The new evidence found at Sahanici could increase pressure on Serbian President Slobodan Milosevic, who says he was unaware of the massacres, to oust his erstwhile allies, Mladic and Karadzic. The future of the two indicted war criminals is a key issue in US-led talks in Ohio aimed at a comprehensive peace in the Balkans.
The new evidence found in Sahanici also may give the US added leverage to force Mr. Milosevic to finally come through on long-running promises to grant war crimes investigators access to mass graves around Srebrenica. Since the peace talks began, Milosevic has twice promised to grant free access to the sites, but failed to deliver.
But time may be running out. US intelligence officials announced last week that the Bosnian Serbs have already tried to destroy evidence at one of the mass graves last month and could be tampering with others now.
The US has had the photographic evidence of six graves around Srebrenica since late July and US agents may have visited the sites to confirm that they are not the result of agriculture or construction work, according to intelligence officials. US officials estimate that six graves are large enough to hold up to 2,700 bodies.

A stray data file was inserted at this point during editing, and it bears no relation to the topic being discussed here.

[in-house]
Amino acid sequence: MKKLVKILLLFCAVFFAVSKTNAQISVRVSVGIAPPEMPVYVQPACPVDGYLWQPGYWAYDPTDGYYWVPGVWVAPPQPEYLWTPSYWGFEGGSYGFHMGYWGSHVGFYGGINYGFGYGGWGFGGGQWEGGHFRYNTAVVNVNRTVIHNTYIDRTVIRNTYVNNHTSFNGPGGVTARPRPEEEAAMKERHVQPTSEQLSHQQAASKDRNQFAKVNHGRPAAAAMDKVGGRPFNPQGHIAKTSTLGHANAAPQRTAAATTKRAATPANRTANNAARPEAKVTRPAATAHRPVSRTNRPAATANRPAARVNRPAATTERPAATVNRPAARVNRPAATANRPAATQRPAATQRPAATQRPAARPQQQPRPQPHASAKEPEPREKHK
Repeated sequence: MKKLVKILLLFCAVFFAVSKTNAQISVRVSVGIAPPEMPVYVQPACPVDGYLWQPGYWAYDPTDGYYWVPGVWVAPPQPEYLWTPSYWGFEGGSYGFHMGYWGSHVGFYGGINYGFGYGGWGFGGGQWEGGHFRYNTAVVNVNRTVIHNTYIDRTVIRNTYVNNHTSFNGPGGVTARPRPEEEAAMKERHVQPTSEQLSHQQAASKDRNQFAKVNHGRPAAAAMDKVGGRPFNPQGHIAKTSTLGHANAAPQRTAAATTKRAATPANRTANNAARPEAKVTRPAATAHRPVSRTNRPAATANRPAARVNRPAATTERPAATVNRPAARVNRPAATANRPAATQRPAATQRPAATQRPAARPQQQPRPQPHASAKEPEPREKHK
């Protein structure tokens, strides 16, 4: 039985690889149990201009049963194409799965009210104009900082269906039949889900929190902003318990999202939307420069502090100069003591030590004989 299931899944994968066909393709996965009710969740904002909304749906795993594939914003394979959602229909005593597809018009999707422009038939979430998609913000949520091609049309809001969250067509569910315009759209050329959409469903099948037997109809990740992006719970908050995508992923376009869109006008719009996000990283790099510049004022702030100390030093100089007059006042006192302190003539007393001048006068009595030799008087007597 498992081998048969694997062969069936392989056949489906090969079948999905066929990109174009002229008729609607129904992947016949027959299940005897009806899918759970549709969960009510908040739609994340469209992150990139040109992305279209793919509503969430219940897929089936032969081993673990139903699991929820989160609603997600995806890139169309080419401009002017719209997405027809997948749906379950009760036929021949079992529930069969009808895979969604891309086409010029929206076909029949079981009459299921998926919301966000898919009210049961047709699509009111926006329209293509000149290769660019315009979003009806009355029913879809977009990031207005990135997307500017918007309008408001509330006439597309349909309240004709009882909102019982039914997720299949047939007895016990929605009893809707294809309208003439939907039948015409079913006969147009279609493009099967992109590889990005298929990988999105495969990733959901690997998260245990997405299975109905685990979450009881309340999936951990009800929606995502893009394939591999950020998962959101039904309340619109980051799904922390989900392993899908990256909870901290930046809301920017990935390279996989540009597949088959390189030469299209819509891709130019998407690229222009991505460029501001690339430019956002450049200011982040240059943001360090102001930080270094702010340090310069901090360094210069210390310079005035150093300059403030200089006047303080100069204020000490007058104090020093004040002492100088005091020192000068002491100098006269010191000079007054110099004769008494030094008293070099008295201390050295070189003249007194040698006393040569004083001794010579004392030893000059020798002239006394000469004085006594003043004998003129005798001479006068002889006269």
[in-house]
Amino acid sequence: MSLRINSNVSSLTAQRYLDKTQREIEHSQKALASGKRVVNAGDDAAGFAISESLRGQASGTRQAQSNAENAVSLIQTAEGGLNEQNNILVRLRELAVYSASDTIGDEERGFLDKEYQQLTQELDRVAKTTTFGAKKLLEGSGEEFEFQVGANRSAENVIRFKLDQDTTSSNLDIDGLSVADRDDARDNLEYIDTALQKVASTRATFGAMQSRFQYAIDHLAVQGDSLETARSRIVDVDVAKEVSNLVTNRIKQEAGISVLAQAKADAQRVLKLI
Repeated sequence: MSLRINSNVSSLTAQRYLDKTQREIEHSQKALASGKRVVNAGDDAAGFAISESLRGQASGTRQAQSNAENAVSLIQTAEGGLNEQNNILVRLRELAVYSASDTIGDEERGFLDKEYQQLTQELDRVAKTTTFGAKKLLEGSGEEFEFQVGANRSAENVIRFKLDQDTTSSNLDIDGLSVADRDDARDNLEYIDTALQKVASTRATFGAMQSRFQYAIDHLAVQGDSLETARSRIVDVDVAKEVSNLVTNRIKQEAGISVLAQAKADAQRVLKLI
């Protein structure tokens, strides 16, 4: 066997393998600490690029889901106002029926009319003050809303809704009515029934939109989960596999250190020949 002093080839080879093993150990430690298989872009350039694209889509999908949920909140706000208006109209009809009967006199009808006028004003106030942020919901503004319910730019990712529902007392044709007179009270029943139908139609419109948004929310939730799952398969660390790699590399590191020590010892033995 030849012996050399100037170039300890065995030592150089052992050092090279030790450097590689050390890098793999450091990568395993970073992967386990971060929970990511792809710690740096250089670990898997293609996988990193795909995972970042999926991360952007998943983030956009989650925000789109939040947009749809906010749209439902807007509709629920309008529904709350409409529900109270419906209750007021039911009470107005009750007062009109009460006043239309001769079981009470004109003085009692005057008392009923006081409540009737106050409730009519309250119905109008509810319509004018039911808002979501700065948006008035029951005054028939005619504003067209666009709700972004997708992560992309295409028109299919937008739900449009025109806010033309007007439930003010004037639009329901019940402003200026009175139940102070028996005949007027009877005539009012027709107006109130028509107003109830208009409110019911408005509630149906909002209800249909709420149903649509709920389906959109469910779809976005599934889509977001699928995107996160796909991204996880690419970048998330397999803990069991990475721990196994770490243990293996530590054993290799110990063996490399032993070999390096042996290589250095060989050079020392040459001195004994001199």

The Bosnian Serb authorities have repeatedly refused to grant the UN, tribunal investigators, and journalists free access to the area around Srebrenica since the enclave fell. Using pinpoint locations obtained from US-based intelligence sources, the Monitor visited the Sahanici area for three hours on Oct. 29 without the permission of Bosnian Serb authorities.
This correspondent changed the date of issue on a Bosnian Serb press accreditation from 19/12/94 to 29/10/95 and used it to pass through Bosnian Serb checkpoints and reach the area. This correspondent was arrested at the execution site by Bosnian Serb police, stripped of all documents and photos taken of the area, accused of espionage, and jailed for 10 days.
Up to now, reports of the massacres have been primarily based on survivor accounts that could not be independently confirmed. But the evidence found in the Sahanici area corroborates the accounts of five Muslim men who say they survived the execution of as many as 2,000 men from Srebrenica.